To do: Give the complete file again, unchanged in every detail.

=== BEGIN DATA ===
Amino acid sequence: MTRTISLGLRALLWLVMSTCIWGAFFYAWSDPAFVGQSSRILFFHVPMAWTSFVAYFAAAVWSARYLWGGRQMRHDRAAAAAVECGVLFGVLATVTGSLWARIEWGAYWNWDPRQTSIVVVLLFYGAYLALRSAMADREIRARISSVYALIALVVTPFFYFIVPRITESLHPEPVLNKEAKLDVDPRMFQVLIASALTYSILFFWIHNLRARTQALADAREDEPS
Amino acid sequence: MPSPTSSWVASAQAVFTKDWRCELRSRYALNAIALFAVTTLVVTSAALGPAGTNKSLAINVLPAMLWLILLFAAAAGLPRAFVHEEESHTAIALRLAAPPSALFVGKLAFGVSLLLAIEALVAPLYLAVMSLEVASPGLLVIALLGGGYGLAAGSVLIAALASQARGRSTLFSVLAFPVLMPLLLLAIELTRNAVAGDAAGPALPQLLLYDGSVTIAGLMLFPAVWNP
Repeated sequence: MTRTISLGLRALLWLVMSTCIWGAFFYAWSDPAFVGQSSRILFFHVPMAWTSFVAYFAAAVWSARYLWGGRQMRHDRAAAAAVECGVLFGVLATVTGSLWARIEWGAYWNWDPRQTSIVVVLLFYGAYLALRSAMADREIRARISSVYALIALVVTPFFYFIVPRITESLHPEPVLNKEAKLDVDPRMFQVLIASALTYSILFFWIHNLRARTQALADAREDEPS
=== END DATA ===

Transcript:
Amino acid sequence: MTRTISLGLRALLWLVMSTCIWGAFFYAWSDPAFVGQSSRILFFHVPMAWTSFVAYFAAAVWSARYLWGGRQMRHDRAAAAAVECGVLFGVLATVTGSLWARIEWGAYWNWDPRQTSIVVVLLFYGAYLALRSAMADREIRARISSVYALIALVVTPFFYFIVPRITESLHPEPVLNKEAKLDVDPRMFQVLIASALTYSILFFWIHNLRARTQALADAREDEPS
Amino acid sequence: MPSPTSSWVASAQAVFTKDWRCELRSRYALNAIALFAVTTLVVTSAALGPAGTNKSLAINVLPAMLWLILLFAAAAGLPRAFVHEEESHTAIALRLAAPPSALFVGKLAFGVSLLLAIEALVAPLYLAVMSLEVASPGLLVIALLGGGYGLAAGSVLIAALASQARGRSTLFSVLAFPVLMPLLLLAIELTRNAVAGDAAGPALPQLLLYDGSVTIAGLMLFPAVWNP
Repeated sequence: MTRTISLGLRALLWLVMSTCIWGAFFYAWSDPAFVGQSSRILFFHVPMAWTSFVAYFAAAVWSARYLWGGRQMRHDRAAAAAVECGVLFGVLATVTGSLWARIEWGAYWNWDPRQTSIVVVLLFYGAYLALRSAMADREIRARISSVYALIALVVTPFFYFIVPRITESLHPEPVLNKEAKLDVDPRMFQVLIASALTYSILFFWIHNLRARTQALADAREDEPS